At a Glance
Hydrogen (H2 ) plays a crucial role in global energy scenarios aimed at achieving net-zero. Because it is not a greenhouse gas, H2 has been touted as an alternative to fossil fuels in certain energy sectors. But the environmental consequences of perturbing the global hydrogen cycle are still largely unknown. Specifically, there are concerns around hydrogen interference with the methane (CH4) atmospheric sink by the hydroxyl radical (OH). To sharpen future H2 projections, the Porporato group has been quantitively addressing the major sink of tropospheric H2 , namely the soil uptake by bacteria, and the methane feedback of H2 fugitive emissions. This research informs bp’s aims of developing the H2 economy in a manner that minimizes adverse climate impacts.
Hydrogen will play a crucial role in the decarbonization of energy systems and may provide a cost-effective option to replace fossil fuels in applications where emission reductions are difficult, such as in heavy transport. However, large scale H2 production with its consequent fugitive emissions may increase the H2 atmospheric concentration, which currently hovers around 530 ppb (Novelli et al., 1999). The environmental implications of this are not yet clear.
Hydrogen has an indirect global warming effect due to its interactions with other greenhouse gases (GHG) in the atmosphere, such as, for example, ozone, water vapor, and methane. Indirect radiative forcing of H2 is expected to be small compared to that of fossil fuels. However, recent global climate models (Paulot et al., 2021) have raised concerns about some possible consequences of an increasing concentration of hydrogen on tropospheric methane (CH4), the second most important GHG.
To improve our understanding of the global hydrogen cycle and the consequences of its possible perturbation, Porporato’s research group has refined the modeling of the major sink of atmospheric H2, namely the uptake by soil bacteria, and quantitatively addressed the methane feedback of H2 fugitive emissions.
H2 uptake by soil bacteria currently accounts for nearly 80% of tropospheric removal (Ehhalt and Roher, 2009) and is widespread in all ecosystems worldwide, including extreme environments (Ji et al., 2017). The main abiotic driver of the uptake is soil moisture, which influences both the biotic (the bacteria metabolism) and the abiotic (H2 diffusion through the soil) processes that govern the H2 uptake.
Bertagni et al. (2021) have improved the mechanistic representation of H2 uptake as a function of soil moisture and highlighted the influence of rainfall-driven moisture variability on the H2 biotic consumption (Figure 5.1). Results show that limitations to the uptake are ecosystem dependent. H2 diffusion through the soil generally limits the H2 uptake in humid temperate and tropical regions, while biotic limitations tend to occur in arid or cold regions.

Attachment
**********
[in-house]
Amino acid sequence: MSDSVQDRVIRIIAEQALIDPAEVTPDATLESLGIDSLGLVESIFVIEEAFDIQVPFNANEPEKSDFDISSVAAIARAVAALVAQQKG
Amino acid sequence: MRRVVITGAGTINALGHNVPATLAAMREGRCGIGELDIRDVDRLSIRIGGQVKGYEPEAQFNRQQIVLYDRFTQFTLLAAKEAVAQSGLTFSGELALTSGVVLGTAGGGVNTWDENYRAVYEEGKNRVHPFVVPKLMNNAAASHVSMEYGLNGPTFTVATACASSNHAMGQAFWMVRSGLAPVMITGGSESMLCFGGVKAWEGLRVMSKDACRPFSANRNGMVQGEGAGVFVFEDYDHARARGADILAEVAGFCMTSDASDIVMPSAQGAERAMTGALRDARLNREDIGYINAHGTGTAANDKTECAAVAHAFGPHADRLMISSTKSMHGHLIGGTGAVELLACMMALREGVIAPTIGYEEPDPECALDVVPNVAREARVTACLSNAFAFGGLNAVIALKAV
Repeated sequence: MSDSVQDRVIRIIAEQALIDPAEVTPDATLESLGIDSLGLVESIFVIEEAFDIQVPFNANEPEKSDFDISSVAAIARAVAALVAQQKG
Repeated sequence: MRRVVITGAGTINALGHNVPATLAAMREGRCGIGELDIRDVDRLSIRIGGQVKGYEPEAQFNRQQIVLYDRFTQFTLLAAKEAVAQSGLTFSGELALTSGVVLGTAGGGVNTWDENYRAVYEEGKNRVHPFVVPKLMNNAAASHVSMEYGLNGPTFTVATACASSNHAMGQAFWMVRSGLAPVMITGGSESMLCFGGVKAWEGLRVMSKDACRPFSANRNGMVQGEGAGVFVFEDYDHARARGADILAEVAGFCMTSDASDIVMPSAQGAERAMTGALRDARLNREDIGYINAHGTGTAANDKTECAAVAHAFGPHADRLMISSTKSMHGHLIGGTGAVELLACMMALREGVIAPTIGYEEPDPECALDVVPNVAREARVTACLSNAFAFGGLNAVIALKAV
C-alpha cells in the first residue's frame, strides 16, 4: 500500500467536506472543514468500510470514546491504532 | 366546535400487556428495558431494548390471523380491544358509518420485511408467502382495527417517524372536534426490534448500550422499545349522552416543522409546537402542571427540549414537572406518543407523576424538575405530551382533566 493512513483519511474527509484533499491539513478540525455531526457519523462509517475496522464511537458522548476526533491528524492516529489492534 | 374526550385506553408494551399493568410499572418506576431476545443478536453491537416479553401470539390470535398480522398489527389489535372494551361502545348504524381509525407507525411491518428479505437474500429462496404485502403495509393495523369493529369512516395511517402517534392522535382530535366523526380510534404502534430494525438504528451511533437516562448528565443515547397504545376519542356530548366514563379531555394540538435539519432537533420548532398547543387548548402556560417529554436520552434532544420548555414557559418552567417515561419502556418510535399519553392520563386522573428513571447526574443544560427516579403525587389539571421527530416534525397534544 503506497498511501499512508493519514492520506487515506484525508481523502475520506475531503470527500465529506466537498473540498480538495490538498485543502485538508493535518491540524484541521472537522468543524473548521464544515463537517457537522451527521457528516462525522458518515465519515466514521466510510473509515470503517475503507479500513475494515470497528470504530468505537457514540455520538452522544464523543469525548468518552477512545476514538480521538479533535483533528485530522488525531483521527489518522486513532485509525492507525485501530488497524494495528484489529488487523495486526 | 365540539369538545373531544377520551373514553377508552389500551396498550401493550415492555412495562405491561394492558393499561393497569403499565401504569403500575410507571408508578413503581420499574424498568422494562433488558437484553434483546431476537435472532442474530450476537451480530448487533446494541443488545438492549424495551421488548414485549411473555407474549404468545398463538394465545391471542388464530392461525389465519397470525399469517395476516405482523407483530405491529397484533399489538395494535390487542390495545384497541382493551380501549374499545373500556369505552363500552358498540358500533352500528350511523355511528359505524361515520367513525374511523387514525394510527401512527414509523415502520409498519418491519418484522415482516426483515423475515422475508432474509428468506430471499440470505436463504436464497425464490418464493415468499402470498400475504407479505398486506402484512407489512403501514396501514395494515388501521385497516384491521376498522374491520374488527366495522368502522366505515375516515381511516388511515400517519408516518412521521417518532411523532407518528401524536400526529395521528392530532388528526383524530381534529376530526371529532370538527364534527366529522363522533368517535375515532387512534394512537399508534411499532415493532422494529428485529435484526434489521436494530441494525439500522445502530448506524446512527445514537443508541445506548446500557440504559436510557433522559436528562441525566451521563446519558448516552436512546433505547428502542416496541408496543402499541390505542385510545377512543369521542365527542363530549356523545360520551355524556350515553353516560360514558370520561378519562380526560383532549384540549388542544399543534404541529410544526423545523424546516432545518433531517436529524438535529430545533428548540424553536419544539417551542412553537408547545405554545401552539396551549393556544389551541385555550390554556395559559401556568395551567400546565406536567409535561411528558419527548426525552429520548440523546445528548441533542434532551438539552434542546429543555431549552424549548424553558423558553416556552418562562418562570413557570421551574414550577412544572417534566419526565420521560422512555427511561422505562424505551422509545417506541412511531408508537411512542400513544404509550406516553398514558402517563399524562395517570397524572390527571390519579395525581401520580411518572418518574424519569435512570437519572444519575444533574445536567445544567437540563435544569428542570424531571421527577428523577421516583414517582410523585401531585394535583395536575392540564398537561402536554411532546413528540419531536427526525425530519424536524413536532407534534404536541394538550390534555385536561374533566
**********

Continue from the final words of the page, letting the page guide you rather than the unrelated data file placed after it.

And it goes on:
An increase in global average temperature is expected to slightly favor the uptake on a global scale, while shifts in rainfall regimes can be important drivers of H2 uptake changes at the local scale (Figure 5.1). Results also suggest that, although there is a greater potential of H2 consumption by soil bacteria, worldwide-spread diffusive limitations will likely impede the complete offset of additional H2 emissions.
It is crucial to accurately evaluate the feedback on the methane burden because H2 fugitive emissions are likely to increase the H2 atmospheric concentration. Porporato’s group has been addressing this problem using a box model for the coupled atmospheric system CH4– H2 -OH (Bertagni et al., in preparation). The tropospheric budgets of H2 and CH4 are, in fact, deeply interconnected. Methane is a primary precursor of hydrogen, and the two gases share the sink by the hydroxyl radical OH. Furthermore, H2 and CH4 are linked at the industrial level because most of current and near-term future H2 production comes from steam methane reforming.
Model results show that H2 emission pulses cause a small, transient growth of tropospheric CH4 that slowly decays in a few decades. Moreover, the replacement of fossil-fuel energy with renewable or low-carbon hydrogen can have very different consequences for tropospheric CH4. This depends on the H2 production method and the amount of H2 lost to the atmosphere (Figure 5.2). For renewable H2 , tropospheric CH4 would decrease due to the fossil-fuel displacement only if the rate of H2 leakages is kept below a critical rate. This critical rate is around 8%, but with an uncertainty interval of between 5 and 11% related to how OH consumption is partitioned among the tropospheric gases and how much of atmospheric H2 is consumed by soil bacteria. For blue H2 , not only would the CH4 emissions increase, but the combination of CH4 and H2 leakages may have undesired consequences for the tropospheric burden of CH4 (Figure 5.2).
These preliminary results call for more precise estimates of future H2 leakage rates and additional analyses with high resolution three-dimensional atmospheric chemistry models.